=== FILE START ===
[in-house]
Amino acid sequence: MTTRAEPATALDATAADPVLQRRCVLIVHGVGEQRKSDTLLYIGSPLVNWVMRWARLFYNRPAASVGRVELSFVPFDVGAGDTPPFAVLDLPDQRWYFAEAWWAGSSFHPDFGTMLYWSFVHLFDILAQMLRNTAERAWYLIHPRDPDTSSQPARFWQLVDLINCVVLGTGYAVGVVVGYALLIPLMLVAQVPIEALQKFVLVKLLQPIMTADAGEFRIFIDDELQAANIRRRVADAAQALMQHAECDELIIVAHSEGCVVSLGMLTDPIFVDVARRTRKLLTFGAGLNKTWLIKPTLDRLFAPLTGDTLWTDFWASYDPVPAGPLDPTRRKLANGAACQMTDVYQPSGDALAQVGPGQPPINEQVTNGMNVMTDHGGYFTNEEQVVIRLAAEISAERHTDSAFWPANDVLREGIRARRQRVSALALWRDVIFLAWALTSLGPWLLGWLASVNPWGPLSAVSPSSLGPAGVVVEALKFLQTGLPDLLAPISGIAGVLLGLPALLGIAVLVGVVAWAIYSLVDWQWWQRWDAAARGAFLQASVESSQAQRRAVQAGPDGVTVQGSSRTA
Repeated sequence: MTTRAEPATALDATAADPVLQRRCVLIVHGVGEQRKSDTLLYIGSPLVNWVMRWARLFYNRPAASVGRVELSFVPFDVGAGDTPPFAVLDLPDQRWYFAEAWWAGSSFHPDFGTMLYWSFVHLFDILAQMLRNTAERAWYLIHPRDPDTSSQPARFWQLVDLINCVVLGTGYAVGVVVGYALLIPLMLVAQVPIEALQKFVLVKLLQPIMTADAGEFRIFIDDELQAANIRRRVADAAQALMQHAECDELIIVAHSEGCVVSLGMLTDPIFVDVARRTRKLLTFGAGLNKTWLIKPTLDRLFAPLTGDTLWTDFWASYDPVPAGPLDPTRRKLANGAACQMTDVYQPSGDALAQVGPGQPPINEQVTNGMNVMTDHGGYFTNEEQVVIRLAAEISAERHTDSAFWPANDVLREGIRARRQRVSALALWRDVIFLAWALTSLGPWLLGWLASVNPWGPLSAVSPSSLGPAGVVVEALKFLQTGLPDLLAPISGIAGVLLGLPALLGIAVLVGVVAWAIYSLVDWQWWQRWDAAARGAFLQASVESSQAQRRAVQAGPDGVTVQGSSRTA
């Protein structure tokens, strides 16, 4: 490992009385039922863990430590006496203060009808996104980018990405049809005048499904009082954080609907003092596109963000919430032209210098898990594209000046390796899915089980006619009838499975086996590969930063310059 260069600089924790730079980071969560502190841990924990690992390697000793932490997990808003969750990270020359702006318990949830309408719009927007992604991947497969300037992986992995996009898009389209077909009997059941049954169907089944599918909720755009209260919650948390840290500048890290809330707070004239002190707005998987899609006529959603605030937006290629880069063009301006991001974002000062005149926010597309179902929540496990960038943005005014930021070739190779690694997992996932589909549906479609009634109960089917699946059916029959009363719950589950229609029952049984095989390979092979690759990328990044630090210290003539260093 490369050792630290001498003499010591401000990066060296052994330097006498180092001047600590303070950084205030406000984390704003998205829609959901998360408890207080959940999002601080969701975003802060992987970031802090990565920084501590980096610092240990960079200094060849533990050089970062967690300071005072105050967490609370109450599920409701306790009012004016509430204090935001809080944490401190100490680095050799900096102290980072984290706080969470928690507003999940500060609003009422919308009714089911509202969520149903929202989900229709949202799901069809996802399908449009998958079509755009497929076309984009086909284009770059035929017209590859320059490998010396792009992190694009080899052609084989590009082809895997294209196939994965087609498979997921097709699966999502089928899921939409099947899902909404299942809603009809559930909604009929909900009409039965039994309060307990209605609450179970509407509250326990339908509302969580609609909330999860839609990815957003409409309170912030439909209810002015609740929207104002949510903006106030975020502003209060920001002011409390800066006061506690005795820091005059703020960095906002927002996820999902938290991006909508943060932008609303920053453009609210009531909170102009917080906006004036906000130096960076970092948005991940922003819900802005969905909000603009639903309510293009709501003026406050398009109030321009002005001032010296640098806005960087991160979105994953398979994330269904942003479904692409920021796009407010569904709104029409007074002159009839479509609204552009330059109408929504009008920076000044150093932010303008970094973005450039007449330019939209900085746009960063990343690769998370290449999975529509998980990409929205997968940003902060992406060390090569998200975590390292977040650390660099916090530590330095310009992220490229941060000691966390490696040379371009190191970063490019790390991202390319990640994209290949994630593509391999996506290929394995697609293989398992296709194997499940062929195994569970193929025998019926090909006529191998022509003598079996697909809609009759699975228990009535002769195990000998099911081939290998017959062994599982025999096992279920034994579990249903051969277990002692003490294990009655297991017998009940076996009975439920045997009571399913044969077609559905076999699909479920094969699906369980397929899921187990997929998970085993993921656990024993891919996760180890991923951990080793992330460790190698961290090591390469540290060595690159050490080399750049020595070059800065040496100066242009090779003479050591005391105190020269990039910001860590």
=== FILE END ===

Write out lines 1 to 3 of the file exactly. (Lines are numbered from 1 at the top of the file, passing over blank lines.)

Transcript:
[in-house]
Amino acid sequence: MTTRAEPATALDATAADPVLQRRCVLIVHGVGEQRKSDTLLYIGSPLVNWVMRWARLFYNRPAASVGRVELSFVPFDVGAGDTPPFAVLDLPDQRWYFAEAWWAGSSFHPDFGTMLYWSFVHLFDILAQMLRNTAERAWYLIHPRDPDTSSQPARFWQLVDLINCVVLGTGYAVGVVVGYALLIPLMLVAQVPIEALQKFVLVKLLQPIMTADAGEFRIFIDDELQAANIRRRVADAAQALMQHAECDELIIVAHSEGCVVSLGMLTDPIFVDVARRTRKLLTFGAGLNKTWLIKPTLDRLFAPLTGDTLWTDFWASYDPVPAGPLDPTRRKLANGAACQMTDVYQPSGDALAQVGPGQPPINEQVTNGMNVMTDHGGYFTNEEQVVIRLAAEISAERHTDSAFWPANDVLREGIRARRQRVSALALWRDVIFLAWALTSLGPWLLGWLASVNPWGPLSAVSPSSLGPAGVVVEALKFLQTGLPDLLAPISGIAGVLLGLPALLGIAVLVGVVAWAIYSLVDWQWWQRWDAAARGAFLQASVESSQAQRRAVQAGPDGVTVQGSSRTA
Repeated sequence: MTTRAEPATALDATAADPVLQRRCVLIVHGVGEQRKSDTLLYIGSPLVNWVMRWARLFYNRPAASVGRVELSFVPFDVGAGDTPPFAVLDLPDQRWYFAEAWWAGSSFHPDFGTMLYWSFVHLFDILAQMLRNTAERAWYLIHPRDPDTSSQPARFWQLVDLINCVVLGTGYAVGVVVGYALLIPLMLVAQVPIEALQKFVLVKLLQPIMTADAGEFRIFIDDELQAANIRRRVADAAQALMQHAECDELIIVAHSEGCVVSLGMLTDPIFVDVARRTRKLLTFGAGLNKTWLIKPTLDRLFAPLTGDTLWTDFWASYDPVPAGPLDPTRRKLANGAACQMTDVYQPSGDALAQVGPGQPPINEQVTNGMNVMTDHGGYFTNEEQVVIRLAAEISAERHTDSAFWPANDVLREGIRARRQRVSALALWRDVIFLAWALTSLGPWLLGWLASVNPWGPLSAVSPSSLGPAGVVVEALKFLQTGLPDLLAPISGIAGVLLGLPALLGIAVLVGVVAWAIYSLVDWQWWQRWDAAARGAFLQASVESSQAQRRAVQAGPDGVTVQGSSRTA